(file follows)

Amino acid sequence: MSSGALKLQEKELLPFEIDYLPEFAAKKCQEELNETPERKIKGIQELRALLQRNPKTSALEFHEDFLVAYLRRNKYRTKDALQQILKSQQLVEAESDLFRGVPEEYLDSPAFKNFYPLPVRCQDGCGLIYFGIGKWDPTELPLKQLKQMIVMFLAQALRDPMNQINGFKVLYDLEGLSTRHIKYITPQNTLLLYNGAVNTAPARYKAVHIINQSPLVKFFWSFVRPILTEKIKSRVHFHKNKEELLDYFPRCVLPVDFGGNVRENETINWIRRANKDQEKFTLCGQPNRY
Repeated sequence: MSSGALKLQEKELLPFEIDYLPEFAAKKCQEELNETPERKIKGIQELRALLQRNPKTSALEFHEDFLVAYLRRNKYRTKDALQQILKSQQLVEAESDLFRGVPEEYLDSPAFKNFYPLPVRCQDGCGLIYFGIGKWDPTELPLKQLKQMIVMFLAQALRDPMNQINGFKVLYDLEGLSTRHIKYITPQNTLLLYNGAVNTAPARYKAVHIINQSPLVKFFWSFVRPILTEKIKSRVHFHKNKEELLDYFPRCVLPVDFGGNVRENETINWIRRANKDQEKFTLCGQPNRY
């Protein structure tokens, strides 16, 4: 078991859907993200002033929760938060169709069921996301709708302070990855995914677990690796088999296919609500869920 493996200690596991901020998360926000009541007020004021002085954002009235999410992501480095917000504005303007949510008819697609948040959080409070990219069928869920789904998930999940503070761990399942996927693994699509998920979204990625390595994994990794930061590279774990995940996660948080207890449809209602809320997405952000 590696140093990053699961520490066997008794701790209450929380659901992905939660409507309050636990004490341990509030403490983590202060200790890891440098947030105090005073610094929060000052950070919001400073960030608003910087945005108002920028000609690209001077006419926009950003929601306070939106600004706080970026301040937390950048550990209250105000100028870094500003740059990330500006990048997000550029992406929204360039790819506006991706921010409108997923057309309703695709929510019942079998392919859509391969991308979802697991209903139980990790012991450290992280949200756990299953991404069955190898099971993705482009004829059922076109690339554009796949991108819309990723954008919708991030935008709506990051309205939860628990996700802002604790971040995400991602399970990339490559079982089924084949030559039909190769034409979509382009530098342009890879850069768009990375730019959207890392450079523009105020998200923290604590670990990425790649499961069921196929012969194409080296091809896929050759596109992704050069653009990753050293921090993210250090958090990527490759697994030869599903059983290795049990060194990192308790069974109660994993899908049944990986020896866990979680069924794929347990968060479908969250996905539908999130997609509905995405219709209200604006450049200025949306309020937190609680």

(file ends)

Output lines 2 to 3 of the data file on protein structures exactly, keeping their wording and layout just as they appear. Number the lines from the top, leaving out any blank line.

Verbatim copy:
Repeated sequence: MSSGALKLQEKELLPFEIDYLPEFAAKKCQEELNETPERKIKGIQELRALLQRNPKTSALEFHEDFLVAYLRRNKYRTKDALQQILKSQQLVEAESDLFRGVPEEYLDSPAFKNFYPLPVRCQDGCGLIYFGIGKWDPTELPLKQLKQMIVMFLAQALRDPMNQINGFKVLYDLEGLSTRHIKYITPQNTLLLYNGAVNTAPARYKAVHIINQSPLVKFFWSFVRPILTEKIKSRVHFHKNKEELLDYFPRCVLPVDFGGNVRENETINWIRRANKDQEKFTLCGQPNRY
């Protein structure tokens, strides 16, 4: 078991859907993200002033929760938060169709069921996301709708302070990855995914677990690796088999296919609500869920 493996200690596991901020998360926000009541007020004021002085954002009235999410992501480095917000504005303007949510008819697609948040959080409070990219069928869920789904998930999940503070761990399942996927693994699509998920979204990625390595994994990794930061590279774990995940996660948080207890449809209602809320997405952000 590696140093990053699961520490066997008794701790209450929380659901992905939660409507309050636990004490341990509030403490983590202060200790890891440098947030105090005073610094929060000052950070919001400073960030608003910087945005108002920028000609690209001077006419926009950003929601306070939106600004706080970026301040937390950048550990209250105000100028870094500003740059990330500006990048997000550029992406929204360039790819506006991706921010409108997923057309309703695709929510019942079998392919859509391969991308979802697991209903139980990790012991450290992280949200756990299953991404069955190898099971993705482009004829059922076109690339554009796949991108819309990723954008919708991030935008709506990051309205939860628990996700802002604790971040995400991602399970990339490559079982089924084949030559039909190769034409979509382009530098342009890879850069768009990375730019959207890392450079523009105020998200923290604590670990990425790649499961069921196929012969194409080296091809896929050759596109992704050069653009990753050293921090993210250090958090990527490759697994030869599903059983290795049990060194990192308790069974109660994993899908049944990986020896866990979680069924794929347990968060479908969250996905539908999130997609509905995405219709209200604006450049200025949306309020937190609680």